LA Confidential has all of the qualities that, over time, earn a film the honorific, "classic." The story is involved and involving, and quickly pulls the viewer into trying to solve the mystery along with the main characters. The script is brisk and clever, the editing moves along at a solid pace that builds toward the end, the images of old LA are realistic and convincing, and the character portrayals are more than wonderful, they're truly memorable. It's safe to say that in many respects this film provided break-out roles for Russell Crowe, Kevin Spacey, and Guy Pearce.
Crowe's Bud White steals the show -- brutal, tender, complex, and in his own way, rigidly principled, White is a powerful character whose presence dominates scenes. Crowe's earlier role in Virtuosity showed a tiny, violent piece of Bud White, but lacked his complexity and depth. Bud White showed the world what Russell Crowe can really do on screen.
LA Confidential similarly makes the best use of Kevin Spacey's abilities, in his role as the world-weary, cynical, smart and smarmy Jack Vincennes. Spacey's earlier work (e.g., The Usual Suspects) is terrific and memorable, but Jack Vincennes paved the way for the Spacey characterizations viewers love in his later films (e.g., Midnight in the Garden of Good and Evil, American Beauty, Pay it Forward, and the less acclaimed Beyond the Sea).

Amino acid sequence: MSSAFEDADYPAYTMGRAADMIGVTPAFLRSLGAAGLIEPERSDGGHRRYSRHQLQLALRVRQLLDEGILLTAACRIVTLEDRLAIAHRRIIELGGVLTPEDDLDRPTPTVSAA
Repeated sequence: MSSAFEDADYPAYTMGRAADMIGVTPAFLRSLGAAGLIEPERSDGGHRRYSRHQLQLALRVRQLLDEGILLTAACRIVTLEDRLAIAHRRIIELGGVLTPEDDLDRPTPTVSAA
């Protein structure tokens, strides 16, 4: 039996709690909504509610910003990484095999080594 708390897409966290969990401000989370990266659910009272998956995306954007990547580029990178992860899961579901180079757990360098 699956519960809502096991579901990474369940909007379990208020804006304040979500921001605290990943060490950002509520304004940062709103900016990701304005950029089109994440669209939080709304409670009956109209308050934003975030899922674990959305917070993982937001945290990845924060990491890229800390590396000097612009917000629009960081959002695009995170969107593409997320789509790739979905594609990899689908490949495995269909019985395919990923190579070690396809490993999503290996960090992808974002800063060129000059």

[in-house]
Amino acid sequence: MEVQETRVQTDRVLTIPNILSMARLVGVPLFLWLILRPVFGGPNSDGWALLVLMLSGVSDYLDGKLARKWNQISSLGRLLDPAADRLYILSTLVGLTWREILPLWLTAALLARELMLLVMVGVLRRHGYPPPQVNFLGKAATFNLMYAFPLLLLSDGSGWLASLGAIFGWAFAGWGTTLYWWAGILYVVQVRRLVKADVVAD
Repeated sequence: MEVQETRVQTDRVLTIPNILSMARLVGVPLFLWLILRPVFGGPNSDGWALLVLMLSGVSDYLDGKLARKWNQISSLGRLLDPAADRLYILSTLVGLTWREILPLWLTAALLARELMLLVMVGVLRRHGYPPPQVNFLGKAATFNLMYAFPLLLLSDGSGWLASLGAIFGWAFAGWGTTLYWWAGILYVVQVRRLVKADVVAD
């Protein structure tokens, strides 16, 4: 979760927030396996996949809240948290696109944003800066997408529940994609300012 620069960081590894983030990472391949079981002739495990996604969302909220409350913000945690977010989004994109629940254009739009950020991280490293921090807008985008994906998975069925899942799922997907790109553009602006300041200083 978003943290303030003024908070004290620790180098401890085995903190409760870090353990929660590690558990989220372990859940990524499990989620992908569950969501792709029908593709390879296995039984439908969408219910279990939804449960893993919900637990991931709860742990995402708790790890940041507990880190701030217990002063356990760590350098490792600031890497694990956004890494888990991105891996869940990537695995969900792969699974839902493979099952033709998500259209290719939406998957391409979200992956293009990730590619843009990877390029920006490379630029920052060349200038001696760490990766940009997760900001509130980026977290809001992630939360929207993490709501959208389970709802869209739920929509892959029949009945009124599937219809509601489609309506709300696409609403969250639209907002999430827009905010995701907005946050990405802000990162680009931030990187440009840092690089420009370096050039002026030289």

The role of Edmund Exley provided Guy Pearce with an opportunity to demonstrate some of his enormous range as an actor, alternately appearing naive, self-righteous, scared, street-wise, and menacing. These qualities appear in the widely varied but dynamic characters he has created in subsequent films (Memento, The Count of Monte Cristo, The Time Machine).
More than reliable, the supporting cast also creates characters that are believable, complex, and a pleasure to watch. Kim Basinger's wise and weary Lynn Bracken may represent her best work on screen. James Cromwell, often cast as a failed administrator, is wonderfully hate-able as the cool and corrupt Captain Dudley Smith. Danny DeVito romps as slimy Sid Hudgens, and David Strathairn's Pierce Morehouse Patchett is subtle and believable. Patchett almost certainly brought Straithairn the role of Edward R. Murrow in 2005's Good Night, and Good Luck. Ron Rifkin, Matt McCoy, and the rest of the cast also bring realism and energy to their roles, making the film solid and believable.
The story itself is compelling and enjoyable, a cops-and-robbers whodunit with several twists. The dialog ranges from moving to hilarious to terrifying to inspiring, without losing the story's consistency. The story's conclusion is dramatic, action-packed, and contains a few sweet surprises.
Anyone interested in seeing the early work of Russell Crowe, Kevin Spacey, or Guy Pearce should see LA Confidential. Anyone interested in seeing a great film should see LA Confidential. It's one of those films worth owning and watching a few times a year. Which is to say, it's a classic.